Such an Imposition

Ash Wednesday marks the start of the Lenten season for Christians.  Many Christians will participate in Ash Wednesday services.  When arriving here at Antioch I asked several people who said that to their memory the church had never had an Ash Wednesday service.  It was also a tradition that we started at the last church I served, and there were questions about Ash Wednesday.  As folks would visit the office they noticed a small container of ashes setting on one of the side tables and people would ask me about them.  It gave me the opportunity to share about the ashes and the tradition.

What are the ashes?  The ashes are tied to Palm Sunday.  The ashes are the burnt and charred remains of the previous year’s palm branches from the celebration of Jesus’ triumphal entry into Jerusalem a week before his death.

Why do we use ashes?  In scripture there are two main ideas.  Ashes are a sign of mourning and repentance.  One example would be Job after hearing multiple rounds of bad news about the loss of his children and fortune, went and sat in sackcloth and ashes.  Ashes are a sign or recognition of our mortality and humanity.  Abraham is reminded of his humanity in light of who God is, “Behold, I have undertaken to speak to the Lord, I who am but dust and ashes.”  One of the truest recognitions of our humanity is recognizing our mortality.  When we understand that we are human and we will die, it puts us at a different place to see the value of Christ.

In modern traditions of Ash Wednesday believers would receive the ashes in the form of a cross on their foreheads, or hands and is known as the “Imposition of the Ashes.”  The Imposition of Ashes serves as a visible sign to others, and a personal reminder to us of our mortality, mourning of the death of the one who died to give us life.

Ash Wednesday is about our mortality, his death, and our life in him.  When we consider all that Christ did for us, I ask, is it really “such an imposition?”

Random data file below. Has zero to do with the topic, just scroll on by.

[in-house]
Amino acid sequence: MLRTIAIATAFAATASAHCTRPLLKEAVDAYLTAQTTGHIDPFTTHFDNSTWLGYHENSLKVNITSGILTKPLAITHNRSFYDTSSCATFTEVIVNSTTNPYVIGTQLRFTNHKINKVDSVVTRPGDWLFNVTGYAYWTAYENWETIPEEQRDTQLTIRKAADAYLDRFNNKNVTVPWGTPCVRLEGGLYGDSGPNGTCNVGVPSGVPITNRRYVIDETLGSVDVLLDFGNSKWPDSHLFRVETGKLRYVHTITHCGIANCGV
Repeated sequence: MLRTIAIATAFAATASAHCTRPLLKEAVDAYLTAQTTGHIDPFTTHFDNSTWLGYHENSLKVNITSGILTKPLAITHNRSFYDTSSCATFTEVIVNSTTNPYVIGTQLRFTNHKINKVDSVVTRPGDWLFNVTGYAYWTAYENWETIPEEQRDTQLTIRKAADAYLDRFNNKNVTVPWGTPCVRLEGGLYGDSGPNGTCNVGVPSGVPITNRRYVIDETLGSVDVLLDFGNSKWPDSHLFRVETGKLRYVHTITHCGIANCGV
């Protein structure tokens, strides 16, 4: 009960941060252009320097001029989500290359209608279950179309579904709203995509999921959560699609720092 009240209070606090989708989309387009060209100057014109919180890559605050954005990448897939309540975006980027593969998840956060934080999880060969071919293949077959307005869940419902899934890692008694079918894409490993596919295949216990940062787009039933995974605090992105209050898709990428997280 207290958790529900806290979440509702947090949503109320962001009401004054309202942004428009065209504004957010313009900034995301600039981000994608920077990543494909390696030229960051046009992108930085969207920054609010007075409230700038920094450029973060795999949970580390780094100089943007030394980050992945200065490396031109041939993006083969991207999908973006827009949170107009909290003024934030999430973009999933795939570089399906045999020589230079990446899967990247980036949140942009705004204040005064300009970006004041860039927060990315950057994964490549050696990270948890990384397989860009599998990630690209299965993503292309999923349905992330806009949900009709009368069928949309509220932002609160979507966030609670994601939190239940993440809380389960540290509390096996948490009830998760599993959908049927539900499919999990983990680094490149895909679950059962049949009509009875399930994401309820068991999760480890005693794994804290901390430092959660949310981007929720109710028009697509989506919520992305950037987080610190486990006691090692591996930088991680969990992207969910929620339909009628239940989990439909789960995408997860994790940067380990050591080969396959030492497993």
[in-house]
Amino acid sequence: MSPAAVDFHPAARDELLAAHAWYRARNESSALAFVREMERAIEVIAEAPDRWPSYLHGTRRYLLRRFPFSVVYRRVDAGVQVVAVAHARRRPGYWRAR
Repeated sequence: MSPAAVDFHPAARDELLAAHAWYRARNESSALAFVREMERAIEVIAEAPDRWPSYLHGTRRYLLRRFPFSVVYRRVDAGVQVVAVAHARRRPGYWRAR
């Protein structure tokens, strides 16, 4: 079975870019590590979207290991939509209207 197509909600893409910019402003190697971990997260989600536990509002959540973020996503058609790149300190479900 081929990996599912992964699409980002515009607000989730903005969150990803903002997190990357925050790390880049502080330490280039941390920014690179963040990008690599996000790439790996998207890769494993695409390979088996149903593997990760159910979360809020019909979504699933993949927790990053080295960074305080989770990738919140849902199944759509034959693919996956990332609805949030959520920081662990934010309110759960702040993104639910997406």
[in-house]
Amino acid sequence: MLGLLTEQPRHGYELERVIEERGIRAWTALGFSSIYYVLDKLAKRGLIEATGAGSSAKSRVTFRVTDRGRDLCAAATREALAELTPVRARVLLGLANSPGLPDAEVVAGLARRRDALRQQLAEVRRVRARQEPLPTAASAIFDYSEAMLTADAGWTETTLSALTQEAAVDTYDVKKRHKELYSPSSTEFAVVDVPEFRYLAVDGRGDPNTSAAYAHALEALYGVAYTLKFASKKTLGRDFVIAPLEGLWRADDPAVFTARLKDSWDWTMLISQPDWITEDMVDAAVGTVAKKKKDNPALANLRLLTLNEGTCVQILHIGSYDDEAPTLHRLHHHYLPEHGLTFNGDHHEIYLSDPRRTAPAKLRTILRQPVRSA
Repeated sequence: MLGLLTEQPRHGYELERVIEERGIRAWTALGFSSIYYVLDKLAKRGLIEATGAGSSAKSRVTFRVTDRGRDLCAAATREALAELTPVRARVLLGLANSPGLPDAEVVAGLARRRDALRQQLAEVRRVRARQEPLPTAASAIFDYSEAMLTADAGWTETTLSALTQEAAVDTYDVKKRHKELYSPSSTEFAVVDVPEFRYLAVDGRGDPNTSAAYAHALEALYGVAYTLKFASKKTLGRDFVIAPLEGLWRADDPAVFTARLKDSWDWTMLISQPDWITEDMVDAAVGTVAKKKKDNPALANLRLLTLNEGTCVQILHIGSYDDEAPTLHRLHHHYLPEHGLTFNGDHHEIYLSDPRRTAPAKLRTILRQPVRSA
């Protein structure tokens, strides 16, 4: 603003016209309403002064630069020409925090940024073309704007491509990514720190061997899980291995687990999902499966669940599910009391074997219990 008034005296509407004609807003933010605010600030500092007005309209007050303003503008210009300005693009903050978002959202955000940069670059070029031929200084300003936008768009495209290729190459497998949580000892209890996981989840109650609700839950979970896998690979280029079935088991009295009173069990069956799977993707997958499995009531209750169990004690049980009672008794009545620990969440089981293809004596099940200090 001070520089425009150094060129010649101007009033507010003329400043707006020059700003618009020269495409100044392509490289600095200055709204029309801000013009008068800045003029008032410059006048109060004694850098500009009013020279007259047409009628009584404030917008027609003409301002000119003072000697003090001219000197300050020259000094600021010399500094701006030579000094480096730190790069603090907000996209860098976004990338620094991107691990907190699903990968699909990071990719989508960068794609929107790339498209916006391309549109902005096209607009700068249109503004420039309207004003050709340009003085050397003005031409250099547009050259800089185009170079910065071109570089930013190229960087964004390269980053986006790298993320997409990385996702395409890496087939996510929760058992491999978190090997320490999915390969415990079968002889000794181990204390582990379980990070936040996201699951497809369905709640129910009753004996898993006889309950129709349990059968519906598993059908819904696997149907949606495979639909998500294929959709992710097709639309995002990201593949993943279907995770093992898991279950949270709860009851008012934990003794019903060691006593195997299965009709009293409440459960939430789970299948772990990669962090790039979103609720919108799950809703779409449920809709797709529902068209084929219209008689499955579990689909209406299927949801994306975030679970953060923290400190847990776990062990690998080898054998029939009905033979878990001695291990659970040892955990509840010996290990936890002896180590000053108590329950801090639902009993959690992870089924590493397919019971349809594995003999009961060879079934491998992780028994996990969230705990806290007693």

Who Do You Say That I Am?

How do we form identity without forming traditions?

We have often thought, “What Would Jesus Do?” That is typically not the question Jesus asked most often. His question had to do with his identity. “Who do people say that I am?” Or the more personal, “Who do you say I am?”

The better question may be “Who is Jesus?” Knowing who Jesus is helps to form our identity in him and sets us free to act upon our identity in him.

Our being precedes our doing. Action flows from identity. When we start with forming our identity in Christ as individuals and church, we are free to change our actions to be transformed by his identity, not our history.

Personally we are free from being defined by our past choices and hurts. As the church we are free from the religious observation “we’ve never done it like that before.”

We are conformed no longer to the patterns of this world, the pain of our past, or the weight of tradition. We are free to be transformed by Christ in us, which is the hope of glory.

If the Son has set you free then you are free indeed. Our identity is not set by what we do but who we are.

What are you forming? History? Traditions?Identity? If being doesn’t precede doing then we will be judged by our actions (religion) than our identity (relationship).

Our identity as a child of God spurns our actions and allows what we do to change and be transformed by his identity not or repetition or reputation. It is then we are able to let go of some traditions to be true to our identity in Christ and his mission in the world.

Jesus asks his disciples, “Who do you say that I am?” That is still the question for his disciples today.